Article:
Equities have produced an "incredible" rally since the March 2009 bottom, says David Rosenberg of Gluskin Sheff. European and British stocks have jumped back to levels last seen two and a half years ago. Meanwhile, America's S&P 500, which sets the tone for world markets, has doubled. Sentiment is as bullish as it gets. Last week, developed-market equity funds enjoyed their biggest inflow for 30 months, according to data provider EPFR.
Strong recent profits and macroeconomic data have continued to point to a strengthening global recovery. Potential problems, such as political unrest and higher oil prices, are taking a back seat. Yet investors assuming that the global economy is returning to normal are missing the bigger picture.
As James Mackintosh says in the FT, there is nothing normal about the economic backdrop. "Give a patient in intensive care enough pain killers, and she will feel fine; give her even more and she might get up and dance. Western economies are being numbed." Interest rates have never been this low they are at a 300-year low in Britain while the Fed continues to print money. That, says Buttonwood in The Economist, is a sign central banks "are still very worried about the fragility of the economy". Meanwhile, governments have tempered the impact of the credit bust by running up unprecedented deficits. Record stimulus, rather than healthy self-sustaining growth, is underpinning the rally.
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Yet valuations have been driven up to "official bubble territory", says Jeremy Grantham of fund managers GMO. The cyclically adjusted price-earnings ratio in America is at 24, far above the average of 16 seen during the past century or so. Indeed, 24 is the third-highest level in history. Another sign of irrational exuberance is that dividend yields are absurdly low, considering the US is subsisting on printed money, says FT Deutschland. The S&P's measly 1.7% yield is miles below the 4.8% average of 1871-1996. This is "frightening".
This rally looks even shakier than the huge bear market rally of 2003-2007, notes Rosenberg. That was based on "unsustainable credit and house-price growth". This one is due to "surreal public-sector intervention". Whether this bubble keeps inflating until the stimulus is withdrawn, or it meets a pin before then, stocks look worryingly susceptible to a nasty reversal.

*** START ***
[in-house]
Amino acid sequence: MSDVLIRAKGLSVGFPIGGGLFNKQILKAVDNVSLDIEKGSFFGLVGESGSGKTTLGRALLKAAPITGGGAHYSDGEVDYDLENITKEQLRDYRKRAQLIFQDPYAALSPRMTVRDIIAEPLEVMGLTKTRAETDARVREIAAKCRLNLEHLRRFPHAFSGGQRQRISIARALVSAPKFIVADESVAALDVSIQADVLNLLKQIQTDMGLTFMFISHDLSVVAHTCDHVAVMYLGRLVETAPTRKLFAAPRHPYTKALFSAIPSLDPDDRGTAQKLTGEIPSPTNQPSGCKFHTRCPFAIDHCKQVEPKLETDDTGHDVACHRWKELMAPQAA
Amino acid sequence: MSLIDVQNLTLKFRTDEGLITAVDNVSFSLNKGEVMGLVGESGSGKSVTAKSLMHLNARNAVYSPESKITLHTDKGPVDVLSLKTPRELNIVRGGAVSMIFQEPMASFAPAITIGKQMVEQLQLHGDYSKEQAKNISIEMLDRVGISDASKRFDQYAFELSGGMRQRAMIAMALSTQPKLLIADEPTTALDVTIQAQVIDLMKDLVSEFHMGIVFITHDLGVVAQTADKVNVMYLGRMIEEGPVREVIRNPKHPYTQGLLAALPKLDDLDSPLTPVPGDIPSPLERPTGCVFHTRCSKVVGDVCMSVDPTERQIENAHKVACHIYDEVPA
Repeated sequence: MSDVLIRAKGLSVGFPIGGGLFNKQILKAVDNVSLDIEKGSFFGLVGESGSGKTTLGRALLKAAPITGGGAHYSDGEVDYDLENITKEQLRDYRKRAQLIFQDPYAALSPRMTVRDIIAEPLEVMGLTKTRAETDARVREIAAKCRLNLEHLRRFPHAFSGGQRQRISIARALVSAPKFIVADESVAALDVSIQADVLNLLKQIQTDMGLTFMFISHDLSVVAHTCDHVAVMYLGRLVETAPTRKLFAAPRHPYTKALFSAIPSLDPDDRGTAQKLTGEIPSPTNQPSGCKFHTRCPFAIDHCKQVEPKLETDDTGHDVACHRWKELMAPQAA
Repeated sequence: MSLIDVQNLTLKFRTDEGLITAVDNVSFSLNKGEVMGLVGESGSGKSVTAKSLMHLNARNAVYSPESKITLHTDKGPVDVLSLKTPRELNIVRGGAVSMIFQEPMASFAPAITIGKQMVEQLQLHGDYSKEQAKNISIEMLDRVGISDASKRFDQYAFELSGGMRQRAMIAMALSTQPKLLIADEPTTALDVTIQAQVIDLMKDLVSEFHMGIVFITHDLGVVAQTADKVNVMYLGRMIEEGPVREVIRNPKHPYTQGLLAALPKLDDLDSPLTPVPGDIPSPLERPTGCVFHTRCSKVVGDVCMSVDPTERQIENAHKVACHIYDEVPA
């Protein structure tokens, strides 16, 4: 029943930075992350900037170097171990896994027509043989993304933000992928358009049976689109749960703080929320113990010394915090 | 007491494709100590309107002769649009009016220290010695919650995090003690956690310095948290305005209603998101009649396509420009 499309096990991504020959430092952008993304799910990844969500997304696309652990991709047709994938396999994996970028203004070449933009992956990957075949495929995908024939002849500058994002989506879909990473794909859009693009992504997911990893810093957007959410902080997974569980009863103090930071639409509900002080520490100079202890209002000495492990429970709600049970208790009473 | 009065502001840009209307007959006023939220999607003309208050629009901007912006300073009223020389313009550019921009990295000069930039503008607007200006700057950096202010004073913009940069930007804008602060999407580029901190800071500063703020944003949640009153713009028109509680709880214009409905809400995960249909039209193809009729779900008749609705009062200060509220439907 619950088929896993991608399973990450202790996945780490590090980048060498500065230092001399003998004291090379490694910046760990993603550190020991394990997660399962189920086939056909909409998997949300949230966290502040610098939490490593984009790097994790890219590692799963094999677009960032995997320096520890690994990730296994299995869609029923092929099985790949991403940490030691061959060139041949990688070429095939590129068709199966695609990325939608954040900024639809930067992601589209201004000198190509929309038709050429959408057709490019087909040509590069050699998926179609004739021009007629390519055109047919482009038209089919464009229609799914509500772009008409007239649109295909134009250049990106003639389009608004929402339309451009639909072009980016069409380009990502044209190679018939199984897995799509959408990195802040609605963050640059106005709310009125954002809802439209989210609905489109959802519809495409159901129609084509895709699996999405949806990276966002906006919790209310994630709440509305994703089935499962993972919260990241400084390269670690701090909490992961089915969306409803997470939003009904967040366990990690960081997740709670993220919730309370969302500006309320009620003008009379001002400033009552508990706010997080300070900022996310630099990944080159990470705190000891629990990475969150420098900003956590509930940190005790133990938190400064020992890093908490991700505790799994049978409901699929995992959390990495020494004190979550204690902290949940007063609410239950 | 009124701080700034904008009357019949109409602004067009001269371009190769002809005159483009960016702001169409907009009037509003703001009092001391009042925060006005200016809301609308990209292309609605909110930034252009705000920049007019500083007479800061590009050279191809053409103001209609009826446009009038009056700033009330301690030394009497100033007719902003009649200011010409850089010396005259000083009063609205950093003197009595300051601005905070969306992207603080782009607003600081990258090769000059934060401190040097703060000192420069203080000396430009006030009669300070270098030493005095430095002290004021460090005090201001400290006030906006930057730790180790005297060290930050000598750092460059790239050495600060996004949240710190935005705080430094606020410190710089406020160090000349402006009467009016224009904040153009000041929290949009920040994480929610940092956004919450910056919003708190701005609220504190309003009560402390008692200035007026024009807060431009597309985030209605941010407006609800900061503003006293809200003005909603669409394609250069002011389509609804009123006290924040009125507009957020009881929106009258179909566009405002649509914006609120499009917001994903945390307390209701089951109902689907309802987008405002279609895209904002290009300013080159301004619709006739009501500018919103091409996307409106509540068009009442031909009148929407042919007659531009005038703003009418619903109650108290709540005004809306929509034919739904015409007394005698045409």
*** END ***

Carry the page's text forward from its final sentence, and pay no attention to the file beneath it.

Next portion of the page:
A demographic headwind for stocks
The latest annual Equity-Gilt Study from Barclays Capital suggests that US share prices are set to struggle over the next few years as the population ages. Its analysis splits the population into three groups: 25 to 34-year-olds, 35 to 54-year-olds, and the over 65s. The middle group consists largely of savers who have money in equities. The young are mostly borrowers, while the over-65s are spenders running down their savings to finance retirement.
Equity returns are linked to the ratio of low to high savers (the young plus the old divided by the middle group). When this ratio declined from around 1.6 to 1.1 between the early 1980s and 2000, stocks did well. Baby boomers saving for retirement helped underpin strong returns from equities. Now the ratio is heading back up to levels last seen in the late 1970s. Baby boomers are retiring and the number of those saving into equities is falling. Last time it rose, from the mid-1960s to early 1980s, stocks disappointed. The model implies that real returns could henceforth be just 3% a year. That compares to an average of 6.7% a year over the past 85 years.
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